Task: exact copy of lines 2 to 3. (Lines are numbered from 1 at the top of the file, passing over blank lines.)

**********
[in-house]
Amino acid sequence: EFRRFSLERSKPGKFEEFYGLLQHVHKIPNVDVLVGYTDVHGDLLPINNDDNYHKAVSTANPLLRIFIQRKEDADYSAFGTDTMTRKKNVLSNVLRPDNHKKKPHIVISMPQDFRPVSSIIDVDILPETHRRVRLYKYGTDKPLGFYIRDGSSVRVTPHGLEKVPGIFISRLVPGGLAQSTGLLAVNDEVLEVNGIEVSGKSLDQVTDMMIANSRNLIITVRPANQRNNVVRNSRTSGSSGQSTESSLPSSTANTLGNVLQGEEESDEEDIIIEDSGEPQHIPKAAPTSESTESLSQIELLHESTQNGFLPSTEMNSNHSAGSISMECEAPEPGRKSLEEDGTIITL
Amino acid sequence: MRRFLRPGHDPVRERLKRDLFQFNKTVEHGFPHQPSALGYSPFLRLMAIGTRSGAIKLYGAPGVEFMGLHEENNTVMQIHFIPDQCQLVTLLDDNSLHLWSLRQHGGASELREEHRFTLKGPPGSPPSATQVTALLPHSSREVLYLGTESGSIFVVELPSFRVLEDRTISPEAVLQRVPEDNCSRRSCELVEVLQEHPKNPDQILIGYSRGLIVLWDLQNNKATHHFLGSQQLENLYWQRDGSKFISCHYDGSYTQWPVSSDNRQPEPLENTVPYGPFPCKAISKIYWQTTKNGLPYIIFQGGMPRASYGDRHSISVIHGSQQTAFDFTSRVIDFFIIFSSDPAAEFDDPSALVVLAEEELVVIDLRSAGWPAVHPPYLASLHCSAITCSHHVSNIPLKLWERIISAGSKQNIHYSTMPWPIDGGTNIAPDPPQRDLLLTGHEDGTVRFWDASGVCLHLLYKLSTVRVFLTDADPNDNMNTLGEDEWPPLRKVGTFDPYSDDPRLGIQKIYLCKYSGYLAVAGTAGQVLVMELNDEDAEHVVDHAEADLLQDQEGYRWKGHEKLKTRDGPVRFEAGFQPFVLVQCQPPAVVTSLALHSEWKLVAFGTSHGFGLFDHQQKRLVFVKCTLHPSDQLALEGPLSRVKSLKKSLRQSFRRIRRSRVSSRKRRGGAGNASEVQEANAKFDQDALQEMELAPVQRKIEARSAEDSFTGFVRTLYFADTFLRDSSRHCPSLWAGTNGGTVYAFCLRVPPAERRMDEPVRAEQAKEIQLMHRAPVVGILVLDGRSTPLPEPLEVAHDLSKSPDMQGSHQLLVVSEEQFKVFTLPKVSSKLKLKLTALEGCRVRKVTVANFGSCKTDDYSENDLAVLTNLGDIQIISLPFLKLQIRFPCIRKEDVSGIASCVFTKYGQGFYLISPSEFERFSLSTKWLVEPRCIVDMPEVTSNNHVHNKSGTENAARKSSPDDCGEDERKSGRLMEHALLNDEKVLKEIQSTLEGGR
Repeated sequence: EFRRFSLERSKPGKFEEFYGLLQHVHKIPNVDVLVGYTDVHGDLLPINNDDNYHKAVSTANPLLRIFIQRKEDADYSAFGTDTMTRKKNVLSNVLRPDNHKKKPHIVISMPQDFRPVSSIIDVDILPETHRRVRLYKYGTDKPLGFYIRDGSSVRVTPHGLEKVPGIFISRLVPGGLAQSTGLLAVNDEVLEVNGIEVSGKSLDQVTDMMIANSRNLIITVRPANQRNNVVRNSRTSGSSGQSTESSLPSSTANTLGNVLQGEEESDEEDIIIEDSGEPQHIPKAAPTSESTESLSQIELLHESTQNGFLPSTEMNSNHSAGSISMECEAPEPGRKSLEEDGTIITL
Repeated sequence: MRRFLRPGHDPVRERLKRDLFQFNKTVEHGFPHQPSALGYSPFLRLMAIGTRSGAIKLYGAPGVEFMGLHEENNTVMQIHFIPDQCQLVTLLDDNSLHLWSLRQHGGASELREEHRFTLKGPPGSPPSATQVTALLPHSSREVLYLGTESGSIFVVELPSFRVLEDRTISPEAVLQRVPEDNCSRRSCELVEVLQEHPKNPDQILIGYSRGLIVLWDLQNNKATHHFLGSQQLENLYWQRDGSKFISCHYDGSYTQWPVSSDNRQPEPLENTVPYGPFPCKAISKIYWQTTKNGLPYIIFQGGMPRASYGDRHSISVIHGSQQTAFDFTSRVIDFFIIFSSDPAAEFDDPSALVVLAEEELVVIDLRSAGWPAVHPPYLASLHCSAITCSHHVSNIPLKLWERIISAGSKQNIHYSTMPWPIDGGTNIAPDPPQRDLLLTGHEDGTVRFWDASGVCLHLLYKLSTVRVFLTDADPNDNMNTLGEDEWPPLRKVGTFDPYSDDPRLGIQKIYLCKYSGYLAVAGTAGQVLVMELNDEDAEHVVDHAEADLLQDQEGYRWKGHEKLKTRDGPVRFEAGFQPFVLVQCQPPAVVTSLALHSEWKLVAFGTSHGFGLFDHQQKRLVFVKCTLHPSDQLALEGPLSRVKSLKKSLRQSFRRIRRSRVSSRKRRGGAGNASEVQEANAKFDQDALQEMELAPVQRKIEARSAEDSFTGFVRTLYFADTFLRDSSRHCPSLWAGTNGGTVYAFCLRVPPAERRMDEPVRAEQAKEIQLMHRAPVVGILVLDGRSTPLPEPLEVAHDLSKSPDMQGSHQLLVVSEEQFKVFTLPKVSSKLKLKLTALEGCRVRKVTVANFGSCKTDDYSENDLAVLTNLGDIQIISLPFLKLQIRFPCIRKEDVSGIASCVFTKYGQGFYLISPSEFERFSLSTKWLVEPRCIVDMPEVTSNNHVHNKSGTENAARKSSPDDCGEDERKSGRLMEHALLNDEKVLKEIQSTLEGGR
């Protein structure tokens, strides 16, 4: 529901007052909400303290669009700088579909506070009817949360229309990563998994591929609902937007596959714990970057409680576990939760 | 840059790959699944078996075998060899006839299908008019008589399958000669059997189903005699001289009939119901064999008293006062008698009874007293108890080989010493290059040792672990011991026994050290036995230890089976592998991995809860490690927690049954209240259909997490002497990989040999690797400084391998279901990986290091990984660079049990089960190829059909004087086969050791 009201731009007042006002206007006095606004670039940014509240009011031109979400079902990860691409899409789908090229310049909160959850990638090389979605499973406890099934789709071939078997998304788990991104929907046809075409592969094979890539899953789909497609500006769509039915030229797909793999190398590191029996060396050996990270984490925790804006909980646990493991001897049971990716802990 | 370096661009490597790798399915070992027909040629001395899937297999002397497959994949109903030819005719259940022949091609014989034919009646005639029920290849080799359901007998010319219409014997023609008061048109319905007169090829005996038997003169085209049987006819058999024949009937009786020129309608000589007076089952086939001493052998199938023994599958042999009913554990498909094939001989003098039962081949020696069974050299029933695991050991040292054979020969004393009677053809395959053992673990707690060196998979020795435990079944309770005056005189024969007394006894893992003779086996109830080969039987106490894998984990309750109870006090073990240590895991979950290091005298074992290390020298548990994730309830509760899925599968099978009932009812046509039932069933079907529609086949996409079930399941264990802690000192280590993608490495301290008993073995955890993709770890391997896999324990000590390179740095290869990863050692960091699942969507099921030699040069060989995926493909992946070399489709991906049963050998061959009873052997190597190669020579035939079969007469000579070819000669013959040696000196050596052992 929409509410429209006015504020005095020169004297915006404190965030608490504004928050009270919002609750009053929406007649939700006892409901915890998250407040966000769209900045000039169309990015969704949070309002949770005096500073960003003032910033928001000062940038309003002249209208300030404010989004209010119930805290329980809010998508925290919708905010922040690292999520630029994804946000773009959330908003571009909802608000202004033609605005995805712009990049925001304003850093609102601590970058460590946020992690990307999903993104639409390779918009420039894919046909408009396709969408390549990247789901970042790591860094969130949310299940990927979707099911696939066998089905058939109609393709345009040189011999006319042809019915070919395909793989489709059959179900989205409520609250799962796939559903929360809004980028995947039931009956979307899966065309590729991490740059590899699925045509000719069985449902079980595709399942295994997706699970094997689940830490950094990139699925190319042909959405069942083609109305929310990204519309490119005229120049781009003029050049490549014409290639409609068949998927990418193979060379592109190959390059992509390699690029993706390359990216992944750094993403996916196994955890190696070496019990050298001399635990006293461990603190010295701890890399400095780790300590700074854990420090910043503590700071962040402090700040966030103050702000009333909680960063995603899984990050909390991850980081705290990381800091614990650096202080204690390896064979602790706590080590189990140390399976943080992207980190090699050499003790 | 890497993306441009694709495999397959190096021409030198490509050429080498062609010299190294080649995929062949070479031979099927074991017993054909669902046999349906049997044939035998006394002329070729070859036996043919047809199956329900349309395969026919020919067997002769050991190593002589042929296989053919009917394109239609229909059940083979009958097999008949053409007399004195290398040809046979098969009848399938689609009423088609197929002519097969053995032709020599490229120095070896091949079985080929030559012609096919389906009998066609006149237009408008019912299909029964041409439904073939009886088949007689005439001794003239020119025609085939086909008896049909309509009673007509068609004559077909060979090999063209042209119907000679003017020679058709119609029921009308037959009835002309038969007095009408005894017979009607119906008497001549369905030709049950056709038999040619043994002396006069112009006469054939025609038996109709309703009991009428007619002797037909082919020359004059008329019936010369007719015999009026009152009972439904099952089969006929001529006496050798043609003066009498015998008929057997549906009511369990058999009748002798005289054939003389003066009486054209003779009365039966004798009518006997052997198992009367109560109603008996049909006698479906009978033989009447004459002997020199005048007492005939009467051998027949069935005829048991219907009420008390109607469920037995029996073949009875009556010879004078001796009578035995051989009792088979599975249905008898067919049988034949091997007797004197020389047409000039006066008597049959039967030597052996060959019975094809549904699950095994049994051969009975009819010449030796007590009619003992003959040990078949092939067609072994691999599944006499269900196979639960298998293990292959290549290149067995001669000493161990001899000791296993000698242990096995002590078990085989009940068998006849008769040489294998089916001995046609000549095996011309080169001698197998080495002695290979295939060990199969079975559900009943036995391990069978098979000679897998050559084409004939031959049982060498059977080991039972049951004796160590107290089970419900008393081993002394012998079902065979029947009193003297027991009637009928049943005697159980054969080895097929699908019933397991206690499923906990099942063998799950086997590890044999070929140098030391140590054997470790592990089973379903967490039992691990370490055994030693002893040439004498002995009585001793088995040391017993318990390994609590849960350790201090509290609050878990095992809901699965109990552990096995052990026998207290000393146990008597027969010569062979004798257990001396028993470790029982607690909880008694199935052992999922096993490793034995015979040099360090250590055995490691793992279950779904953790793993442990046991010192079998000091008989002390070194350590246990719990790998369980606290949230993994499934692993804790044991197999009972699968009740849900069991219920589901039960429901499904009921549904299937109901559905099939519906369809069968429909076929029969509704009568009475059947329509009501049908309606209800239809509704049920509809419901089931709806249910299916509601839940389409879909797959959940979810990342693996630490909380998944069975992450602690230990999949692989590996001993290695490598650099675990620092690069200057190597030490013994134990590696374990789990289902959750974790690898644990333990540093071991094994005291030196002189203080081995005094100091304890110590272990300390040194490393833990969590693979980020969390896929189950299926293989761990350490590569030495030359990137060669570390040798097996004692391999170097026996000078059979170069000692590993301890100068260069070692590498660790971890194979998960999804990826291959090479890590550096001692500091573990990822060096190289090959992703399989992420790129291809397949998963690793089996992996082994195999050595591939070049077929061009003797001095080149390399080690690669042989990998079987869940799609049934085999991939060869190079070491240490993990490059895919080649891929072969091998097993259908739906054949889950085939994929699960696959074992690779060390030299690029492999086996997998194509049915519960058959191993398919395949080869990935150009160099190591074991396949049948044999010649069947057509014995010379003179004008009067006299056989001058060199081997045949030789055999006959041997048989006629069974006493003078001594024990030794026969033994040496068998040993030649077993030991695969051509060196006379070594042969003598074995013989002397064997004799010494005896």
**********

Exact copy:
Amino acid sequence: EFRRFSLERSKPGKFEEFYGLLQHVHKIPNVDVLVGYTDVHGDLLPINNDDNYHKAVSTANPLLRIFIQRKEDADYSAFGTDTMTRKKNVLSNVLRPDNHKKKPHIVISMPQDFRPVSSIIDVDILPETHRRVRLYKYGTDKPLGFYIRDGSSVRVTPHGLEKVPGIFISRLVPGGLAQSTGLLAVNDEVLEVNGIEVSGKSLDQVTDMMIANSRNLIITVRPANQRNNVVRNSRTSGSSGQSTESSLPSSTANTLGNVLQGEEESDEEDIIIEDSGEPQHIPKAAPTSESTESLSQIELLHESTQNGFLPSTEMNSNHSAGSISMECEAPEPGRKSLEEDGTIITL
Amino acid sequence: MRRFLRPGHDPVRERLKRDLFQFNKTVEHGFPHQPSALGYSPFLRLMAIGTRSGAIKLYGAPGVEFMGLHEENNTVMQIHFIPDQCQLVTLLDDNSLHLWSLRQHGGASELREEHRFTLKGPPGSPPSATQVTALLPHSSREVLYLGTESGSIFVVELPSFRVLEDRTISPEAVLQRVPEDNCSRRSCELVEVLQEHPKNPDQILIGYSRGLIVLWDLQNNKATHHFLGSQQLENLYWQRDGSKFISCHYDGSYTQWPVSSDNRQPEPLENTVPYGPFPCKAISKIYWQTTKNGLPYIIFQGGMPRASYGDRHSISVIHGSQQTAFDFTSRVIDFFIIFSSDPAAEFDDPSALVVLAEEELVVIDLRSAGWPAVHPPYLASLHCSAITCSHHVSNIPLKLWERIISAGSKQNIHYSTMPWPIDGGTNIAPDPPQRDLLLTGHEDGTVRFWDASGVCLHLLYKLSTVRVFLTDADPNDNMNTLGEDEWPPLRKVGTFDPYSDDPRLGIQKIYLCKYSGYLAVAGTAGQVLVMELNDEDAEHVVDHAEADLLQDQEGYRWKGHEKLKTRDGPVRFEAGFQPFVLVQCQPPAVVTSLALHSEWKLVAFGTSHGFGLFDHQQKRLVFVKCTLHPSDQLALEGPLSRVKSLKKSLRQSFRRIRRSRVSSRKRRGGAGNASEVQEANAKFDQDALQEMELAPVQRKIEARSAEDSFTGFVRTLYFADTFLRDSSRHCPSLWAGTNGGTVYAFCLRVPPAERRMDEPVRAEQAKEIQLMHRAPVVGILVLDGRSTPLPEPLEVAHDLSKSPDMQGSHQLLVVSEEQFKVFTLPKVSSKLKLKLTALEGCRVRKVTVANFGSCKTDDYSENDLAVLTNLGDIQIISLPFLKLQIRFPCIRKEDVSGIASCVFTKYGQGFYLISPSEFERFSLSTKWLVEPRCIVDMPEVTSNNHVHNKSGTENAARKSSPDDCGEDERKSGRLMEHALLNDEKVLKEIQSTLEGGR